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Vista Projects
Vista Projects

Why Carbon Price at Highest in a Decade Won’t Save the Planet

These translations are done via Google Translate
Aug 24, 2018, by Jeremy Hodges

Even after reaching their highest in a decade, the cost of carbon in Europe isn’t anywhere close to where they need to be to dramatically reduce greenhouse gas emissions.

Carbon futures in the EU’s Emissions Trading System moved past their highest point in a decade this week, surpassing 20 euros ($23) a ton. Although the five-fold leap in just over a year has resurrected a moribund market, the price of the permits is still too low to do anything but give industry a gentle nudge toward using cleaner fuels.

At least 50 euros a ton is needed to stimulate the most crucial technologies that halt the flood of greenhouse gas emissions into the atmosphere, according to analysts at the International Energy Agency and the private researcher Carbon Tracker. Those include carbon capture and storage, which siphons atmosphere-damaging pollutants from industrial smokestacks and sticks them underground permanently.

“Carbon markets are just not delivering change at the scale and pace needed,” said Craig Bennett, chief executive officer of Friends of the Earth. “It’s high time governments used good old fashioned taxes, regulation, and legislation to drive far faster progress.”

China, India

CCS is crucial because deploying those plants would allow nations such as China and India to keep burning coal, something they see as essential to fuel their climb out of poverty.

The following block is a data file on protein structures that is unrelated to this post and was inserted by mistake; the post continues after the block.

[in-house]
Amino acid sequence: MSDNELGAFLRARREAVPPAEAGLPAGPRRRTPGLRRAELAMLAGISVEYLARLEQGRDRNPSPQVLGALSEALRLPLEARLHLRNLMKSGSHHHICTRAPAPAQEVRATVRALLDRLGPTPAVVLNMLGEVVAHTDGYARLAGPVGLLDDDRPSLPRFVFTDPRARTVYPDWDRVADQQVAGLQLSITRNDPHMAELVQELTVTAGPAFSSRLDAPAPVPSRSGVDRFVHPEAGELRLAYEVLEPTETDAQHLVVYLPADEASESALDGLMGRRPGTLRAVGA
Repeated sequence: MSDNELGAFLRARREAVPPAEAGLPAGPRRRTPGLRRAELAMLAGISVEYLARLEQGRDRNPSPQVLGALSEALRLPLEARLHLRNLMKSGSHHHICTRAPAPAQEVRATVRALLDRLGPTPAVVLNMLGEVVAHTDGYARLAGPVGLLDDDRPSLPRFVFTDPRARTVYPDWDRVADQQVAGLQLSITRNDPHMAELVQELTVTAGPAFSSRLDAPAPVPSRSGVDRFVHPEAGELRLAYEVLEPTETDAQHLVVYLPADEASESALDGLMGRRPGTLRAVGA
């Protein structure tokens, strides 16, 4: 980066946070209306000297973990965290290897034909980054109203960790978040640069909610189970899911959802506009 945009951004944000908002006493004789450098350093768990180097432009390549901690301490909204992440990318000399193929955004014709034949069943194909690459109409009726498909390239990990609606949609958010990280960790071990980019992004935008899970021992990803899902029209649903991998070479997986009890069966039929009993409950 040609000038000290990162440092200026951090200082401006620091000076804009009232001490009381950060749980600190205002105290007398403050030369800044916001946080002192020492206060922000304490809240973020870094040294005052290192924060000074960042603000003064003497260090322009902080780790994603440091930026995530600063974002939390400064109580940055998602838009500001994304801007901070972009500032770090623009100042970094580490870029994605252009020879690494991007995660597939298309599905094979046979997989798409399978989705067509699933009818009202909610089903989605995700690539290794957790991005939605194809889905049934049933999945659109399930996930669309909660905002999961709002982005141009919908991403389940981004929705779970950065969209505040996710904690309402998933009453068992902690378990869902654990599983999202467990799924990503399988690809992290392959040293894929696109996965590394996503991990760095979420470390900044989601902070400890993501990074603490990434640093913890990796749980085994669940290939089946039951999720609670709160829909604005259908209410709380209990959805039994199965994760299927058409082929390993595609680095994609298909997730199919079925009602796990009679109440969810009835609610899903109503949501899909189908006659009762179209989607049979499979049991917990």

The IEA says that CCS is a critical part of the plausible scenarios for capping emissions at tolerable levels. It estimates that plants need to account for 14 percent of all emissions cuts by 2060 to keep global warming to 2 degrees Celsius.

Pollution Costs at Decade High Squeeze Industry, Coal in Europe

There needs to be a 10-fold increase in carbon capture by 2025 to put it on the right path to restrict global warming, translating to a $60 billion investment, the IEA said. In order to meet the Paris Agreement around 760 gigatonnes of CO2 emission reductions across the energy sector between now and 2060 will be needed.

“A CO2 price in the range of $50 to $100 a ton is needed to equalize the operating costs of coal and gas-fired power plants in 2025 in the European Union,” the IEA said in a recent report on CCS.

That’s a massive development from where the CCS industry stands now. There are currently 18 large-scale CCS facilities operating worldwide, with five more under construction and a further four in advanced development, according to the Global CCS Institute, a group promoting the technology.

“CCS will be critical in delivering on climate goals, and a rising carbon price is to be welcomed,” said Luke Warren, CEO of the U.K.’s Carbon Capture Storage Association. “However, in the near term, while necessary, it is not sufficient. What is also required are targeted policy interventions that can help bring these technologies into the market.”

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